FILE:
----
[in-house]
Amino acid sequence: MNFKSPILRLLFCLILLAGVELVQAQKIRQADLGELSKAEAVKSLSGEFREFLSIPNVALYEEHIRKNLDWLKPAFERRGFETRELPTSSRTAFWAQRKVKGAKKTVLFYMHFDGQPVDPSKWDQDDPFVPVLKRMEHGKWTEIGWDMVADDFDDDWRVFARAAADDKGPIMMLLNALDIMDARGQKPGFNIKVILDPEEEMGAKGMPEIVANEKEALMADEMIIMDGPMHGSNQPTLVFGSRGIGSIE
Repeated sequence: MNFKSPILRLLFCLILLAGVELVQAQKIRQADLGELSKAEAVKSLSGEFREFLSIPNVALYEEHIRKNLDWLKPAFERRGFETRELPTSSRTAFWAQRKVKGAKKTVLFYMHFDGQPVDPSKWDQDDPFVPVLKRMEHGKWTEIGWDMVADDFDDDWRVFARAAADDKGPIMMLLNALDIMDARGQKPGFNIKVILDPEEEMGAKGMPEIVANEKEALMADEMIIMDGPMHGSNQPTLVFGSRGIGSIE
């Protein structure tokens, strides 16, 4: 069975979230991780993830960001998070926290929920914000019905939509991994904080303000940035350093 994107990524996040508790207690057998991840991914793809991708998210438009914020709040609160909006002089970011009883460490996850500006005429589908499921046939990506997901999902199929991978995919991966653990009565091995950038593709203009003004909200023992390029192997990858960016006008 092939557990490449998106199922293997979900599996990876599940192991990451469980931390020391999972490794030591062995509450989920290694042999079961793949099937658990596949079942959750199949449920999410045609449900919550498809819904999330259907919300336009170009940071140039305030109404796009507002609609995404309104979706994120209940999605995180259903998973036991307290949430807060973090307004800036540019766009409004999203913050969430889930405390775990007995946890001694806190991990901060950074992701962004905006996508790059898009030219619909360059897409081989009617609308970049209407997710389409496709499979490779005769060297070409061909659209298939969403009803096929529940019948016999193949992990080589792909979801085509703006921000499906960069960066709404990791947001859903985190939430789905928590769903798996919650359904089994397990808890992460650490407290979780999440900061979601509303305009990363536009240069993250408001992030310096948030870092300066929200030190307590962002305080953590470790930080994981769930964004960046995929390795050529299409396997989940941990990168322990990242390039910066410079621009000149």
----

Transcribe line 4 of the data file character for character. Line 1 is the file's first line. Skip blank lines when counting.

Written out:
């Protein structure tokens, strides 16, 4: 069975979230991780993830960001998070926290929920914000019905939509991994904080303000940035350093 994107990524996040508790207690057998991840991914793809991708998210438009914020709040609160909006002089970011009883460490996850500006005429589908499921046939990506997901999902199929991978995919991966653990009565091995950038593709203009003004909200023992390029192997990858960016006008 092939557990490449998106199922293997979900599996990876599940192991990451469980931390020391999972490794030591062995509450989920290694042999079961793949099937658990596949079942959750199949449920999410045609449900919550498809819904999330259907919300336009170009940071140039305030109404796009507002609609995404309104979706994120209940999605995180259903998973036991307290949430807060973090307004800036540019766009409004999203913050969430889930405390775990007995946890001694806190991990901060950074992701962004905006996508790059898009030219619909360059897409081989009617609308970049209407997710389409496709499979490779005769060297070409061909659209298939969403009803096929529940019948016999193949992990080589792909979801085509703006921000499906960069960066709404990791947001859903985190939430789905928590769903798996919650359904089994397990808890992460650490407290979780999440900061979601509303305009990363536009240069993250408001992030310096948030870092300066929200030190307590962002305080953590470790930080994981769930964004960046995929390795050529299409396997989940941990990168322990990242390039910066410079621009000149």